• ensure that another medical practitioner or nurse practitioner has provided a written opinion confirming the person meets the eligibility criteria;
  • be satisfied that he or she and the other medical practitioner or nurse practitioner are independent;
  • ensure that there at least 15 clear days between the signed request and the application of the request for medical assistance in dying or fewer days if both the medical and nurse practitioners opine that the person's death or loss of capacity to provide informed consent is imminent; and
  • give the person an opportunity to withdraw their request and ensure that the person gives express consent[3] before receiving the lethal dose.

If the person making the request is unable to sign and date the request, another person who is at least 18 years old and who understands the nature of the request can do so in the person's presence on their behalf.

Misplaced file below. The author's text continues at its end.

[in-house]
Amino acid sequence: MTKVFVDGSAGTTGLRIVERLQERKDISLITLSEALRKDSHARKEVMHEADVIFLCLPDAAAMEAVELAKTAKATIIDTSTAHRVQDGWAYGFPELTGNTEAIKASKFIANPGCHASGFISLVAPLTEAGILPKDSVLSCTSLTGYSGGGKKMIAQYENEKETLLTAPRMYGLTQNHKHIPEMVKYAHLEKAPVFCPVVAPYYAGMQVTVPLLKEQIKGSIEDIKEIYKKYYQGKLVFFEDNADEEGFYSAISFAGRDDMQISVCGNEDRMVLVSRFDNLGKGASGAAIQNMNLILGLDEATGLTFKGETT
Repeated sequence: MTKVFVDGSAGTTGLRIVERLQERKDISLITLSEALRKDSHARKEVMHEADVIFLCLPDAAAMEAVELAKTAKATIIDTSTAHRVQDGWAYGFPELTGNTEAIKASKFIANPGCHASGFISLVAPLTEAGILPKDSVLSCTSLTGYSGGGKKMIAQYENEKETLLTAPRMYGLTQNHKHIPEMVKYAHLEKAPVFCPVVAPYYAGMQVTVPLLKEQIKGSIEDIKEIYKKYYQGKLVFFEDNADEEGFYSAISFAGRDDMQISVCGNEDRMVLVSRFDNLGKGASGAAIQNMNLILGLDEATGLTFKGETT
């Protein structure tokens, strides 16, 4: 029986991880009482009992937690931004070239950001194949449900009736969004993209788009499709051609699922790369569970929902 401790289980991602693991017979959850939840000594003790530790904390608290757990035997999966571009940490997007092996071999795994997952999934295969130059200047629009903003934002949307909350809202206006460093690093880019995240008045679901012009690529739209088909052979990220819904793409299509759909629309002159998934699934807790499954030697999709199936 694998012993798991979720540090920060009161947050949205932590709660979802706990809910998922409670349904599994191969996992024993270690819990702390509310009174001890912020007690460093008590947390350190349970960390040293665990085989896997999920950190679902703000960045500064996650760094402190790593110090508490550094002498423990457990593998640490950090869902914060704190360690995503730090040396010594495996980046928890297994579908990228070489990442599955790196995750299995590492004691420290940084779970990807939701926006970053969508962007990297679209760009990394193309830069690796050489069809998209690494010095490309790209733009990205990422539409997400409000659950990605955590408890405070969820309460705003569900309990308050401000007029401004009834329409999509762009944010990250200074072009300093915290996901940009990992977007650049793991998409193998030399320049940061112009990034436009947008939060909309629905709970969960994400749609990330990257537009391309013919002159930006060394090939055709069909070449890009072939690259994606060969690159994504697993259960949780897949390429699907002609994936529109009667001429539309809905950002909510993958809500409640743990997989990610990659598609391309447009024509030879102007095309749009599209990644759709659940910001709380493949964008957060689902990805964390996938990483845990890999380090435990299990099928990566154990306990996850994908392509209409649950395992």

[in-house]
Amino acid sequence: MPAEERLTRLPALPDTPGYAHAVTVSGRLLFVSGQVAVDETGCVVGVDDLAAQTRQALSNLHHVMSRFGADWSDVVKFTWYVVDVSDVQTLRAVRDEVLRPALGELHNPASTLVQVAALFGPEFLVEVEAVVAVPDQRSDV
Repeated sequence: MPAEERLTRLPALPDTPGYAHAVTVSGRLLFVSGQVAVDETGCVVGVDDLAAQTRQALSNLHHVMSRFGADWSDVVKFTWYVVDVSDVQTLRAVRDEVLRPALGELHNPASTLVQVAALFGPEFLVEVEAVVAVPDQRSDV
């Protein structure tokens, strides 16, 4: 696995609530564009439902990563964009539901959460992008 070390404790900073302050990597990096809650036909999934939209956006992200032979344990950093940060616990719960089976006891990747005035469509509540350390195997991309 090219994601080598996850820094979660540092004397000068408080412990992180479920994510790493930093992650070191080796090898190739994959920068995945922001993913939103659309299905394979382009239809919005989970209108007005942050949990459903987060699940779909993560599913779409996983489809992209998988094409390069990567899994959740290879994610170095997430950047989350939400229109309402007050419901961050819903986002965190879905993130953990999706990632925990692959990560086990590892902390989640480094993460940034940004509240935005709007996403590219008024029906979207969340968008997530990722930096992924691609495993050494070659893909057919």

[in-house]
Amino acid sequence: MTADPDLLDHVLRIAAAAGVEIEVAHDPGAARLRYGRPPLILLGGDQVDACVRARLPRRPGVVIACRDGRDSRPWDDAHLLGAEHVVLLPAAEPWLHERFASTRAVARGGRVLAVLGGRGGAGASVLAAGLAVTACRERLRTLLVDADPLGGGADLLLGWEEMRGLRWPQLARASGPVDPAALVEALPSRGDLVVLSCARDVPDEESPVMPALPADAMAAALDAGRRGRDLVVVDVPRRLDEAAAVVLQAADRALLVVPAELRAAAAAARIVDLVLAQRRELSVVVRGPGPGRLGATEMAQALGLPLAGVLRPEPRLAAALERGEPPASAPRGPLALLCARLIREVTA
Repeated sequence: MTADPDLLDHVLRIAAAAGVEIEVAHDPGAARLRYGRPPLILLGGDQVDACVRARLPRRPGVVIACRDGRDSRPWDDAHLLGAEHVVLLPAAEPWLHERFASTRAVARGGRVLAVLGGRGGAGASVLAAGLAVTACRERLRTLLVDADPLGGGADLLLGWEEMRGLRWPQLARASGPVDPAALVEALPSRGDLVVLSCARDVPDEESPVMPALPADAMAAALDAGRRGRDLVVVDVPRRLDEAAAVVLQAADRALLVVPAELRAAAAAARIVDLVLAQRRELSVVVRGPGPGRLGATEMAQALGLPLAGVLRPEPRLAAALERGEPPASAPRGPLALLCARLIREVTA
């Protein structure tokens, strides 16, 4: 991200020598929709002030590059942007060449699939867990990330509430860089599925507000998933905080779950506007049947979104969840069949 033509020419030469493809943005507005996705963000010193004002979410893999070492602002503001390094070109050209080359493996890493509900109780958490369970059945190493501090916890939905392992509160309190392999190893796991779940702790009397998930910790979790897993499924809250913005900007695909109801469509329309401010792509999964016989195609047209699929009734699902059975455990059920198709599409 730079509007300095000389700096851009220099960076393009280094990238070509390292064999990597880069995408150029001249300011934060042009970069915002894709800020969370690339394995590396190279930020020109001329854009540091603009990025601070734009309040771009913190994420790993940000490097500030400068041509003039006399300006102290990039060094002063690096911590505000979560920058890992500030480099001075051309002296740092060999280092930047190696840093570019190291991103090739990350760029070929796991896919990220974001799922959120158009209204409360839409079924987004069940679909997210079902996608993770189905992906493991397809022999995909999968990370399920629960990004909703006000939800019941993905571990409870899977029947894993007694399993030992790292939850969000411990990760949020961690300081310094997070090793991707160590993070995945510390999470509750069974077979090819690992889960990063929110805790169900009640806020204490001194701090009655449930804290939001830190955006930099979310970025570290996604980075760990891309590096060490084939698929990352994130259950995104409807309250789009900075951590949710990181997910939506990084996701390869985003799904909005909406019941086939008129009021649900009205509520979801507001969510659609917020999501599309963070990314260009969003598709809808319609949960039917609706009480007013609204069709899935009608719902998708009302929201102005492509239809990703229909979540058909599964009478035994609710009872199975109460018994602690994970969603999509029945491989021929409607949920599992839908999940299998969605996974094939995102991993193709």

Witnesses must be independent. Bill C-14 sets out a specific definition for 'independent'. The definition excludes: beneficiaries under the will of the person making the request or recipients of financial or other material benefit resulting from the death; owners or operators of any health care facility where person is being treated or resides; persons directly involved in providing health care services to the person; and persons directly providing personal care to the person.

Medical practitioners and nurse practitioners providing medical assistance in dying must be independent of the other practitioner providing the opinion set out in the 'Safeguards', and this includes for example, not being in a business, mentoring or supervising relationship.

The safeguards set out in Bill C-14 are similar to the safeguards applicable in the United States and to those applicable in Luxembourg (Law of 16 March 2009 on Euthanasia and Assisted Suicide) and Belgium (28 May 2002 Act on Euthanasia). They are also quite similar to those set out in Quebec's An Act Respecting End-of-Life Care.

Education and Training

Due to the high degree of sensitivity associated with providing medical assistance in dying, Bill C-14 sets out explicitly that the application of the request must be provided with reasonable knowledge, care and skills.